I am proud, This weekend I did some productive work. I was able to code Chip 8 emulator in Java over a night 😉 I have always been fascinated by them and finally I was able to get the damn thing to work! For those of you who are not familiar with software emulator, It is a software which can emulate the functionality of other hardware or software components. Notable examples are video game emulators(Dosbox/NES Emulator), general purpose software emulators(QEmu)
Fundamental to any kind of development are compilers and the underlying platform. Compiler transforms our code into underlying platform and the platform itself is to run the compiled executables. This is also true in case of embedded development. But unlike normal desktop environment we cannot develop a program on an embedded development device because of various limitations of the device. Instead, What we do is write the program on our desktop(X86) and cross compile it for the required target platform. This effectively accomplishes the job of first component, But to run the cross compiled binary we do need the second component, that is, the target platform itself. Earlier, embedded developers had no choice other than using the real developement devices to test their cross compiled binaries. But with the help of QEMU, now we can emulate, most of todays popular target platforms. The main theme of this post is to set up the above said components for ARM developement.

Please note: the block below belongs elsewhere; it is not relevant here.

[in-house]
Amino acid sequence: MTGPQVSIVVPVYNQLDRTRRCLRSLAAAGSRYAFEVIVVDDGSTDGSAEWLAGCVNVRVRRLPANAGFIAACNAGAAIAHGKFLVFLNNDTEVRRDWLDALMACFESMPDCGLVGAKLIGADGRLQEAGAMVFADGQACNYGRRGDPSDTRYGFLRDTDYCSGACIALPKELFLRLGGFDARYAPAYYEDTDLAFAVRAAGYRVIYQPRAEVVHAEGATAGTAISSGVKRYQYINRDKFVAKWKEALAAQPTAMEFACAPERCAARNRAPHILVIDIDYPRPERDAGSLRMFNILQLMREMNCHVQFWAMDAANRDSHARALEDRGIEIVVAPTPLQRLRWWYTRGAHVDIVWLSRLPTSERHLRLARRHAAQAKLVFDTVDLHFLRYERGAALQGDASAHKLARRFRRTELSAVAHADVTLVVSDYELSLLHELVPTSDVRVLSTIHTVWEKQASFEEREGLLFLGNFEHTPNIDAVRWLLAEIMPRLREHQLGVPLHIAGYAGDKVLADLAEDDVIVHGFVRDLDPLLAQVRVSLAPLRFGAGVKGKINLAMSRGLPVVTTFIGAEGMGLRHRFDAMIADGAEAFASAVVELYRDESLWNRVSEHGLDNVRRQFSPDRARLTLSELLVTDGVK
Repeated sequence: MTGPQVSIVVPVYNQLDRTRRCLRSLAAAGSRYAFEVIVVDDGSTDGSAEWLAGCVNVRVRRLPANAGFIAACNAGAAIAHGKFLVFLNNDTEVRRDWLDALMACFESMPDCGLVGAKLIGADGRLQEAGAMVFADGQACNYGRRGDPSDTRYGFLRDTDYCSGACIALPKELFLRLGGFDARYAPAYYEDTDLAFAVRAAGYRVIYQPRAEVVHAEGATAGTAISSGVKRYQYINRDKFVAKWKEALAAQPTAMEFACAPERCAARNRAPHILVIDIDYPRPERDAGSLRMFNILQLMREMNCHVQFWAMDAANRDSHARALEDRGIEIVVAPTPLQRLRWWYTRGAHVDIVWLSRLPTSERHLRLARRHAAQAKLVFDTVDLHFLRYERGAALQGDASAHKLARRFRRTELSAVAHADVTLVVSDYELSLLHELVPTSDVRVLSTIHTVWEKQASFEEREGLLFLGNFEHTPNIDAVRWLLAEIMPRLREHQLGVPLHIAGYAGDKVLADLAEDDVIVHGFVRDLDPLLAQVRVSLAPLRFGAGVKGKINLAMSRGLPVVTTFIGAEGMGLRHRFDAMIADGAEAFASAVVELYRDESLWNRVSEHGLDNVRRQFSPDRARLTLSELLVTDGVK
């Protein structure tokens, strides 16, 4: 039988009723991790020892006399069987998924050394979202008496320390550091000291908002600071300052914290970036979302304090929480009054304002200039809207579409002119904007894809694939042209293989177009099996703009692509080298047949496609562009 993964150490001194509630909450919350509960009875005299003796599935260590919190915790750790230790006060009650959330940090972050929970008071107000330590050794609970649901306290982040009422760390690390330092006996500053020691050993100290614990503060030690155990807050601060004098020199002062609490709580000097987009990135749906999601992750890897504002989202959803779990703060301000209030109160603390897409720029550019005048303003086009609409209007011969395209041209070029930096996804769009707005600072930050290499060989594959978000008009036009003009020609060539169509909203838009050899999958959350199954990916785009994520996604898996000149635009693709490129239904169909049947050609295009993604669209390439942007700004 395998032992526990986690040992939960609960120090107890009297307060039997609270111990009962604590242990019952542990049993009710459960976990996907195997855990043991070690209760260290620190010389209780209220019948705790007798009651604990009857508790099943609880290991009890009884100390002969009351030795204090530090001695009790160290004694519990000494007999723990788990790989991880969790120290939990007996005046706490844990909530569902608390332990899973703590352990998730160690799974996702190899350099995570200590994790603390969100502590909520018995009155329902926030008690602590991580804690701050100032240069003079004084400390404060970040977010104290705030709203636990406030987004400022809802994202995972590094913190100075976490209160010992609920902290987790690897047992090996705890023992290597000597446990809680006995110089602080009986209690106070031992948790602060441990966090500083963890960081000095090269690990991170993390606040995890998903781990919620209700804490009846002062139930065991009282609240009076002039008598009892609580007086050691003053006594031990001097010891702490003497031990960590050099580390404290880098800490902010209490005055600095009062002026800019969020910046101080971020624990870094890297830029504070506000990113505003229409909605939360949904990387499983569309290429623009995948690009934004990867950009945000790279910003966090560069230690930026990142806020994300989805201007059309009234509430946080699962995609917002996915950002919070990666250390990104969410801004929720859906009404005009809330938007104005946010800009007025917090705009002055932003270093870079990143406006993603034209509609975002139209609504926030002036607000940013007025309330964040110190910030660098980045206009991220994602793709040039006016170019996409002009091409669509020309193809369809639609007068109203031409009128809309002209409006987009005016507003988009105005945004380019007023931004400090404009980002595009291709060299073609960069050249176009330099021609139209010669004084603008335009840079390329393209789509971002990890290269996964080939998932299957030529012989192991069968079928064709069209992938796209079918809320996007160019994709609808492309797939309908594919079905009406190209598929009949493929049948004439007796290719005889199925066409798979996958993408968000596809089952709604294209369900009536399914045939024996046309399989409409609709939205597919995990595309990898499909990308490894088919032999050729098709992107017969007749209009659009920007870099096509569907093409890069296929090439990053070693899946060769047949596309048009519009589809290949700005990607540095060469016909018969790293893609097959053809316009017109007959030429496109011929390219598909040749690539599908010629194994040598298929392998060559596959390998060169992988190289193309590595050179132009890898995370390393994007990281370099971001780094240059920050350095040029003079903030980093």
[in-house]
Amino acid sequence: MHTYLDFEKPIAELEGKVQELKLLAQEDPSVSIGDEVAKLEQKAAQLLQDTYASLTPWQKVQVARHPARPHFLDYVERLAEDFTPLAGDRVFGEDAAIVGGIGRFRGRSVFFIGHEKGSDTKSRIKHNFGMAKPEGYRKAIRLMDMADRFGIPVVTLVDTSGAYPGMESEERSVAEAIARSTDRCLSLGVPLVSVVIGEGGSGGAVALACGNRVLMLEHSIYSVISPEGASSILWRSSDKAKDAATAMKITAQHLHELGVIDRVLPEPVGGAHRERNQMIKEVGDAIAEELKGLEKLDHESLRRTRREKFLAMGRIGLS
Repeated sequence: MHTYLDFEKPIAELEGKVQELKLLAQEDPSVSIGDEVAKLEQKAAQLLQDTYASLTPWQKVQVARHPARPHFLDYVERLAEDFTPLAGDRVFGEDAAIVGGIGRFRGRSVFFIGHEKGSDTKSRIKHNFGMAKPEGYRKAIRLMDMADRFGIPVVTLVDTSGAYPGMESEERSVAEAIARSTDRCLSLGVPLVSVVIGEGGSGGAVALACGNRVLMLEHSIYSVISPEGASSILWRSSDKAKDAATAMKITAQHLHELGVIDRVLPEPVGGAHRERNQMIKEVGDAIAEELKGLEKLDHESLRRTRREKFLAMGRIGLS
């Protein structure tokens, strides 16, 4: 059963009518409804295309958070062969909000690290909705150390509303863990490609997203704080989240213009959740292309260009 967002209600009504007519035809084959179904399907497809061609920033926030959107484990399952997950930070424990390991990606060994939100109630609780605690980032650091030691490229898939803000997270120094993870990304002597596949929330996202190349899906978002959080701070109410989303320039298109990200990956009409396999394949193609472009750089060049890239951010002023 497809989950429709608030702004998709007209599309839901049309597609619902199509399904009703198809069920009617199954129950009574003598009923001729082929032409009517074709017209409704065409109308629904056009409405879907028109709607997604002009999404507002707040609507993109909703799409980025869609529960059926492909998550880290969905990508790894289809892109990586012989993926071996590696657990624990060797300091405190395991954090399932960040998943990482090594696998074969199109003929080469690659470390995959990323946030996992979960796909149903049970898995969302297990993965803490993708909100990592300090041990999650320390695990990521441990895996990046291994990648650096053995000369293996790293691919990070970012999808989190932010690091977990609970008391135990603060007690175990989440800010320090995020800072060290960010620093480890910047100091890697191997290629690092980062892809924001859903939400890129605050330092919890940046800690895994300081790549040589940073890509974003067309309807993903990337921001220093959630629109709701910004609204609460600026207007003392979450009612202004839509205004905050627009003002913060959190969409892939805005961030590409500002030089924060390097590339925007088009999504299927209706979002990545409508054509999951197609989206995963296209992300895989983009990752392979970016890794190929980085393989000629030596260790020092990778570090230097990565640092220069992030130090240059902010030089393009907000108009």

This article is mainly helpful for kernel developers who would like to access Linux (guest) kernel logs using some tool from windows(host) PC. This is one way to see what is happening to the guest OS when the kernel is booting. Usually this information is passed to and from guest and host via a RS232 serial port. This is most commonly seen in linux embedded systems. So, In real world, guest could be an embedded platform like Beaglebone or Raspberry Pi.
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